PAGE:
Merkel kicks off first bilateral visit to Canada | News | DW | 15.08.2012
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Merkel kicks off first bilateral visit to Canada

German Chancellor Angela Merkel has touched down in Ottawa for talks with her Canadian counterpart Stephen Harper. Discussions are expected to focus on trade and the global economy.

Canadian Foreign Affairs Minister John Baird greeted Merkel at the airport on Wednesday as she arrived for her first bilateral visit in Canada. She was accompanied by five economists who will attend talks expected to focus on economic cooperation as well as foreign policy concerns.

Shortly after touching down Merkel was whisked to Prime Minster Stephen Harper's official country retreat where the two will reportedly attend an informal evening meal. The two-hour dinner will serve as a warm-up for a formal meeting with Harper which is scheduled for Thursday morning.

Germany and Canada are both members of NATO as well as the G8 and the two nations traditionally have a close ties. A senior aide to the German chancellor has said she and Harper "speak on the phone regularly and have a close, trusting relationship."

Differing views

Nevertheless Merkel's visit could put that relationship to the test, with Canada and Germany split on how to tackle the European debt crisis.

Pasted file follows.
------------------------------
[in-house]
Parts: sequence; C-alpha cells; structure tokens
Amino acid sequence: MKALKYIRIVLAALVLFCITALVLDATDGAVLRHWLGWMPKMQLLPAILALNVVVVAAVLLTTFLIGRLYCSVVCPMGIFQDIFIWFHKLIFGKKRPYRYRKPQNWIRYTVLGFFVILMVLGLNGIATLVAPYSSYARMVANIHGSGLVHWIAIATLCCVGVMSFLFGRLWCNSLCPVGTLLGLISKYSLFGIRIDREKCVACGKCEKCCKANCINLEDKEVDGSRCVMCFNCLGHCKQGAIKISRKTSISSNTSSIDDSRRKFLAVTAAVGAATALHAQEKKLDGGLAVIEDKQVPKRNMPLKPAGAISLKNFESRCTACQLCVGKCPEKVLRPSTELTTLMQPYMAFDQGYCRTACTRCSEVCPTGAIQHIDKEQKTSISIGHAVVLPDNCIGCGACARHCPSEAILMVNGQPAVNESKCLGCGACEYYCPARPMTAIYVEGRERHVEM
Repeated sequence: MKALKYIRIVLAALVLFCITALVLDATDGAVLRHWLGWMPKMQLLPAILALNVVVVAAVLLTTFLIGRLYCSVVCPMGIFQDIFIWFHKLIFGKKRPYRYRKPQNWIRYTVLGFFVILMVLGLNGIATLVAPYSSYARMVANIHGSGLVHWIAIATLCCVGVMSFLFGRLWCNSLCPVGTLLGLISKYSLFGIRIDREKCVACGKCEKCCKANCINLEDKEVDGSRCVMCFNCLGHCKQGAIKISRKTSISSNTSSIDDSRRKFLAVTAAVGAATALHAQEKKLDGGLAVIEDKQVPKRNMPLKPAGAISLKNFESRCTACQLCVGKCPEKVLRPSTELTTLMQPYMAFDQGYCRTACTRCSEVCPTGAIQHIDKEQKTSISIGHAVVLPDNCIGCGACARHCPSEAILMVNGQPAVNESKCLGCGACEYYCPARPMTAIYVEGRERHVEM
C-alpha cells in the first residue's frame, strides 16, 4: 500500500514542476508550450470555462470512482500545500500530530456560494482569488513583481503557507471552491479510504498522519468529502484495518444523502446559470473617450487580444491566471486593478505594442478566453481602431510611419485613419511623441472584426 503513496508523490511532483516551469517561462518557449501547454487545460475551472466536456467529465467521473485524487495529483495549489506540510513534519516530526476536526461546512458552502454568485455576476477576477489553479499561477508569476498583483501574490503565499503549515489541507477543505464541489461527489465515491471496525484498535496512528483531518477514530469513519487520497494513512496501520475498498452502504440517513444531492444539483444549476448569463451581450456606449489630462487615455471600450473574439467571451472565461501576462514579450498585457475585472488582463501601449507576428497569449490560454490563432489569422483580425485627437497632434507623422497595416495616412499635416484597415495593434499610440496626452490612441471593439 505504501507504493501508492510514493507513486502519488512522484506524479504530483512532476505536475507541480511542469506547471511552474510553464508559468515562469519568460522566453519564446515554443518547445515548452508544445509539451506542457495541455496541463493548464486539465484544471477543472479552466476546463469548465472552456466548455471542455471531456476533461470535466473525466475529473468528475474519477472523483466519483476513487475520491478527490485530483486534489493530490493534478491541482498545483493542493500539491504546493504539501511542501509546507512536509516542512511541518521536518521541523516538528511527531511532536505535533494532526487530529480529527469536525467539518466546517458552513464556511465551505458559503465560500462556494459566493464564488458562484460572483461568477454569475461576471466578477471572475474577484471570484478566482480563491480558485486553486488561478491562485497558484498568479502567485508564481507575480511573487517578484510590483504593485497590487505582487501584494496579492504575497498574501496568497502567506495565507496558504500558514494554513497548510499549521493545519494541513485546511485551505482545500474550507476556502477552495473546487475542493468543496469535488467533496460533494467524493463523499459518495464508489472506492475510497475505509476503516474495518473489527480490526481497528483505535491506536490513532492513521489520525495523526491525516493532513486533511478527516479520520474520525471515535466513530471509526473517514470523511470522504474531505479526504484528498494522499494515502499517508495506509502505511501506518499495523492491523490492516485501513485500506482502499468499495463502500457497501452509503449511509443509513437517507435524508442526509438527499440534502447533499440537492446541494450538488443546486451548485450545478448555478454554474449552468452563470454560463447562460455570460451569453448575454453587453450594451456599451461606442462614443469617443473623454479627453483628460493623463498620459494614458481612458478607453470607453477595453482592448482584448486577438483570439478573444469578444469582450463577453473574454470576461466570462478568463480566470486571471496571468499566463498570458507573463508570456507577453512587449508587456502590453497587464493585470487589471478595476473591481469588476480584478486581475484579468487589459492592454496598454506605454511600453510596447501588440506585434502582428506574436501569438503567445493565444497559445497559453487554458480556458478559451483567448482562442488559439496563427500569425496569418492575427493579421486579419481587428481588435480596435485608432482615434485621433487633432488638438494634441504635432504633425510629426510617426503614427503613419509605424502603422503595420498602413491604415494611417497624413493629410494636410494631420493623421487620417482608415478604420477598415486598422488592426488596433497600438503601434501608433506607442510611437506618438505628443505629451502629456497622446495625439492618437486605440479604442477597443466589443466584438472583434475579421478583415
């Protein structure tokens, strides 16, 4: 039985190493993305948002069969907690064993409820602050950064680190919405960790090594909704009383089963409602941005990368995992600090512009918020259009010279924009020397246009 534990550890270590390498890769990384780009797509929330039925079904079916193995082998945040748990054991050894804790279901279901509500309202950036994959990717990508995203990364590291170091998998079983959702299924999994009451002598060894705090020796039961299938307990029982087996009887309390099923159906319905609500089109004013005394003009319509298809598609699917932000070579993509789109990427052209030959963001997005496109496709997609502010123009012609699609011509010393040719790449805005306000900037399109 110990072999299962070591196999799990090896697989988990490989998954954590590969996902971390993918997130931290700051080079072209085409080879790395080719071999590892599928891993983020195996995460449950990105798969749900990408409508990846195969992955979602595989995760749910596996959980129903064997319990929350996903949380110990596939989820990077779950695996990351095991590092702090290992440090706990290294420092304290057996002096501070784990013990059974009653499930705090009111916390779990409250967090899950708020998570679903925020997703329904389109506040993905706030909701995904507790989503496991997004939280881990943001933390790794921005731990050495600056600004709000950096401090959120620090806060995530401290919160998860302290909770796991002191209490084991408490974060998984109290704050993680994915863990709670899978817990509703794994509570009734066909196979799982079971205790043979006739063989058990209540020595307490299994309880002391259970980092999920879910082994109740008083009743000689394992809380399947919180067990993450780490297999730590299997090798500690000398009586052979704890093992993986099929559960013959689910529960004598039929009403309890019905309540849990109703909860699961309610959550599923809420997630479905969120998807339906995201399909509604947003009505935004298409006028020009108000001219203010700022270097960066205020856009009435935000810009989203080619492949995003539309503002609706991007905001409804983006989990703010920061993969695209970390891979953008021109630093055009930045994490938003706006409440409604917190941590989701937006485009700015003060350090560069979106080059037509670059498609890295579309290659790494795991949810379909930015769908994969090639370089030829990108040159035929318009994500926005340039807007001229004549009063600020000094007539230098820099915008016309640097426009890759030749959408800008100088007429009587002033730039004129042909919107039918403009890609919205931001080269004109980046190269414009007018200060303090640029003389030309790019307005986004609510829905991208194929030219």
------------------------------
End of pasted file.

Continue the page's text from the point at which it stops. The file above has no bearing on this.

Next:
While Germany acts as a financial backstop for struggling European nations, Canada is yet to fund the International Monetary Fund bailout for Europe. Indeed just hours before Merkel's arrival Canada's finance minister said Ottawa would not reconsider its refusal to assist Greece, Italy and Spain.

"It's not necessary for Canada to use Canadian resources to help solve the European problem, given that the European countries are among the wealthiest in the world," Canadian Finance Minister Jim Flaherty told reporters.

Flaherty went on to warn that "continuing economic headwinds from outside the country could easily throw us off course." He linked this to Europe's debt woes: "Not enough has been done. They need to do much more," the finance minister said.

ccp/jm (dpa, Reuters)